Plato Gold Goes Niobium
There are hundreds of junior resource companies in Vancouver and Toronto that have had the devil’s own time trying to get traction since the high water mark for the metals in 2011. I believe we had a major bottom in December/January of 2016 but many companies have yet to secure financing to move forward. It will come one day because the majors are consuming their young and need new mines to replace what they are using up. There is zero exploration on the part of the majors and little on the part of the mid-tier and juniors. I recently came across a junior that decided to determine their own future.
The company is Plato Gold (PGC-V) and as their name suggests, they have several gold projects in the Timmins-Kirkland Lake region of the Abitibi Gold Belt. In addition they staked some prospective ground in the Santa Cruz province of Argentina. Surface samples show high levels of pathfinder minerals such as mercury, arsenic and antimony. Both areas are on the back burner as the company was near death after the high in gold and silver in 2011 with the shares dropping to as little as $.005 from 2012 to 2017.
A year ago the company made the decision to move in another direction. One of Ontario’s most experienced prospectors, Rudy Wahl, approached the company with an interesting niobium project in Ontario.
The option agreement is interesting because instead of being loaded for a lot of up front money to the prospector, there is a tiny amount of money up front, $108,600 with a lot of shares in Plato. Plato is committed to handing 9.1 million shares to Rudy and his partners. And even better, if the project is sold or optioned, they get 10%. Also there is a work commitment of $400,000 on the project and a 3% NSR.
The option agreement tells me Rudy Wahl is betting on both the quality of the project and the depth of management of Plato Gold. If the project is not economic, he will have 9 million shares pretty much only good for wallpaper but if the project is viable and Plato moves it forward, he does very well for himself.
I’ve seen dozens of option agreements that were front end loaded to reward the guy giving up the project. He collects a bunch of money and immediately turns around and does everything in his power to queer the deal so he can peddle it to someone else.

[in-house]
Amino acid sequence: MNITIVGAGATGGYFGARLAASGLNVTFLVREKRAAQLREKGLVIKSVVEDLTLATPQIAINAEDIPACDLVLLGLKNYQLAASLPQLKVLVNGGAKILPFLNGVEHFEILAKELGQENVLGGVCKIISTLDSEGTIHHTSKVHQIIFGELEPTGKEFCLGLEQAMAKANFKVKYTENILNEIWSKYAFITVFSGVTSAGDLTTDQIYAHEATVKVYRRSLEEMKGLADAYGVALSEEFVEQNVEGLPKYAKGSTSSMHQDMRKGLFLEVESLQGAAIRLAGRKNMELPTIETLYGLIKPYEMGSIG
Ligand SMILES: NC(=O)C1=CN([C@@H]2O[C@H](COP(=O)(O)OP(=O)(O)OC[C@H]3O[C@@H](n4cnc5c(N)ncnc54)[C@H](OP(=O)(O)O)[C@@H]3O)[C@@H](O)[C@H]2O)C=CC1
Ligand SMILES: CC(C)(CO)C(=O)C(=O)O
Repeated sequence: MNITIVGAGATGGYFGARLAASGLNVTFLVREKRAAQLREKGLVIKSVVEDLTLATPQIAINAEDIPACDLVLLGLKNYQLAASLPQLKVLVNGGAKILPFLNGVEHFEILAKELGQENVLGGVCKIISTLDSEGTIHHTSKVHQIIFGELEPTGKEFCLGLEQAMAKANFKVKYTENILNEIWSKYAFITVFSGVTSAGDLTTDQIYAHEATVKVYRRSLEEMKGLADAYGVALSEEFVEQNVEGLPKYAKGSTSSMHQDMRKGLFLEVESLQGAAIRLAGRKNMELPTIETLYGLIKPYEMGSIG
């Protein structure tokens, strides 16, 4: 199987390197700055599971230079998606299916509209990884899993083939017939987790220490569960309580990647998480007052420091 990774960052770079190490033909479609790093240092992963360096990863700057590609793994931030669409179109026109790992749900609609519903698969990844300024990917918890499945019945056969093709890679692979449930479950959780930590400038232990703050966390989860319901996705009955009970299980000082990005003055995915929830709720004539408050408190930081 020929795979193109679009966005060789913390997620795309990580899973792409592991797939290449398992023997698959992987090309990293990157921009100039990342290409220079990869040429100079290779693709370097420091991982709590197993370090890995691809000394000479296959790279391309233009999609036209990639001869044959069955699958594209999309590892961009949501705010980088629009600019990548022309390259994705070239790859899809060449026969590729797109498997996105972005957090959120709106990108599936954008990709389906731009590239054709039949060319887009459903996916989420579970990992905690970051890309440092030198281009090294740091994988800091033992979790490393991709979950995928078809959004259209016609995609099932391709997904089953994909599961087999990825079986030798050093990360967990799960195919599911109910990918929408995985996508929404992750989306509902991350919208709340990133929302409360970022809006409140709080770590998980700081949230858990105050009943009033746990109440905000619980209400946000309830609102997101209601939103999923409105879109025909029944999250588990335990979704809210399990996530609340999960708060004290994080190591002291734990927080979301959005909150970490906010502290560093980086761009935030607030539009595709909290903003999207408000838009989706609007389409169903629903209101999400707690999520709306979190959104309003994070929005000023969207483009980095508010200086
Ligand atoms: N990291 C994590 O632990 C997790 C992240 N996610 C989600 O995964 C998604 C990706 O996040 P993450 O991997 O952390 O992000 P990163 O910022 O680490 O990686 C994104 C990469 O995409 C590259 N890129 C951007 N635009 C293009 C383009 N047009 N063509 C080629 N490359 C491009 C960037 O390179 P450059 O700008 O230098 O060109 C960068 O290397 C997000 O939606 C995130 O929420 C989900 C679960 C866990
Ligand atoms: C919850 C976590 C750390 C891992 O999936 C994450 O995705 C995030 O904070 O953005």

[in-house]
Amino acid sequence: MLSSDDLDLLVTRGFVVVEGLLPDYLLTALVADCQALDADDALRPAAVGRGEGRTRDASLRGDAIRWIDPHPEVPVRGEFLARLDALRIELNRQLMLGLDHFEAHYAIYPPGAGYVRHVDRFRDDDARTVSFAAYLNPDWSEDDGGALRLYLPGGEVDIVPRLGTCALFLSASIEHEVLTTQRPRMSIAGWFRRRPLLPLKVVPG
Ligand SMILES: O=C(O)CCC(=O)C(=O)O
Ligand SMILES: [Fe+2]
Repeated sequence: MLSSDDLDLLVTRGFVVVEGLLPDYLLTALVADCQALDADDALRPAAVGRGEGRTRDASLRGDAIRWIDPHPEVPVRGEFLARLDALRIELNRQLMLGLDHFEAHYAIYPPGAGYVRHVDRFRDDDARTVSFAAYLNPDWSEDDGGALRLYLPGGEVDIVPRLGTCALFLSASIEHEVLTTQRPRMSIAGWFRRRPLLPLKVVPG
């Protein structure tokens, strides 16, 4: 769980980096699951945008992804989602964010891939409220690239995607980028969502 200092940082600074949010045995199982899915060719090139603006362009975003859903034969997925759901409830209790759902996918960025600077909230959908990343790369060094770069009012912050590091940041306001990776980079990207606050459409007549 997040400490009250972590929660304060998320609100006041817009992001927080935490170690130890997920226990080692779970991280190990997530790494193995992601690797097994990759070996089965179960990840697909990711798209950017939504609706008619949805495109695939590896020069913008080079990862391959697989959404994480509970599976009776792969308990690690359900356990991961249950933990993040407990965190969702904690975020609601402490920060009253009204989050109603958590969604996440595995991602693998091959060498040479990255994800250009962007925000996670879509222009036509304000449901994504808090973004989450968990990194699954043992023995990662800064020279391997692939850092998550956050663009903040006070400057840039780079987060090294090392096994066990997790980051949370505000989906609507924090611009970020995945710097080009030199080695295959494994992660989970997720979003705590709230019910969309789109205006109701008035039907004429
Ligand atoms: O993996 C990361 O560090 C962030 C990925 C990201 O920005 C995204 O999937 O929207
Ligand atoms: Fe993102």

Let’s talk about niobium because I have little doubt that my readers are as ignorant about the metal as I was before Plato contacted me. By far and away, Brazil is the biggest producer of niobium with about 90% of the world’s production coming from two mines. Canada produces just under another 10%. Australia, Rwanda, Nigeria and Mozambique produce the last tiny bit among them.
Niobium added to steel or aluminum can make a metal 30% stronger. Toshiba Japan recently announced a niobium-based battery for production in 2019. These batteries might double or triple the electric car range to over 200 miles per six-minute charge. That could literally be an explosive growth market. To give you an idea of how large the market is, it is three times larger than the world’s graphite market at about $3 billion and is predicted to increase by 25% over the next five years. Niobium sells for about $42 a kilogram.
Rudy Wahl’s surface sampling program showed assays of as high as 15 kilos per ton. Plato is in the middle of a 5,000-meter drill program designed to find the feeder zones. At least four holes have been finished and assay results will be out shortly.
I have had a number of conversations with management over the last couple of months. They are pleased with the drill results and are in the midst of another private placement to do more holes. When you buy any junior exploration company you are buying a lottery ticket with an expiration date. I don’t think I have ever talked to any management team in the midst of a drill program that wasn’t optimistic but Plato sounds convincing enough that I put more money into the 2nd private placement. If the drill program is a bust, I expect the shares to revisit $.005 and my investment in management will be my 2nd. That is both my first and my last.
Plato is a crapshoot but I like the odds. I am an investor in two private placements and I have bought shares in the open market. They either tank or go up a lot and we will know soon. Plato is an advertiser and I am biased.